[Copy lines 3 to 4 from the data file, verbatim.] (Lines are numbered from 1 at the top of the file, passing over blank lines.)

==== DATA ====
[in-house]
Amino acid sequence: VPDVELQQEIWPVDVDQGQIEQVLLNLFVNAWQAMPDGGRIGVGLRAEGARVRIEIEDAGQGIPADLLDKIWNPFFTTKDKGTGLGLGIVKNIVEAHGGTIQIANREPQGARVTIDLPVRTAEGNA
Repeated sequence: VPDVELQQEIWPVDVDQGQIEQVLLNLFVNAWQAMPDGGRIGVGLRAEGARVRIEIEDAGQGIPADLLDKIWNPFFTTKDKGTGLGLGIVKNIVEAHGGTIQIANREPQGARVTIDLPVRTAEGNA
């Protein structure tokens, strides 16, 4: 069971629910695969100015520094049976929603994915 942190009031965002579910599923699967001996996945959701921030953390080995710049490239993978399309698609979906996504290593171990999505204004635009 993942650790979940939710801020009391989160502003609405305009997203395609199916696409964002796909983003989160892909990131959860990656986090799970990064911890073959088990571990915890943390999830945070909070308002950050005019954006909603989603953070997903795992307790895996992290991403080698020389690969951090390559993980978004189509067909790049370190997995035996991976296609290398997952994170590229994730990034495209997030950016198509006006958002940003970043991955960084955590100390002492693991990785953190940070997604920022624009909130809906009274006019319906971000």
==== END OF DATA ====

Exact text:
Repeated sequence: VPDVELQQEIWPVDVDQGQIEQVLLNLFVNAWQAMPDGGRIGVGLRAEGARVRIEIEDAGQGIPADLLDKIWNPFFTTKDKGTGLGLGIVKNIVEAHGGTIQIANREPQGARVTIDLPVRTAEGNA
């Protein structure tokens, strides 16, 4: 069971629910695969100015520094049976929603994915 942190009031965002579910599923699967001996996945959701921030953390080995710049490239993978399309698609979906996504290593171990999505204004635009 993942650790979940939710801020009391989160502003609405305009997203395609199916696409964002796909983003989160892909990131959860990656986090799970990064911890073959088990571990915890943390999830945070909070308002950050005019954006909603989603953070997903795992307790895996992290991403080698020389690969951090390559993980978004189509067909790049370190997995035996991976296609290398997952994170590229994730990034495209997030950016198509006006958002940003970043991955960084955590100390002492693991990785953190940070997604920022624009909130809906009274006019319906971000």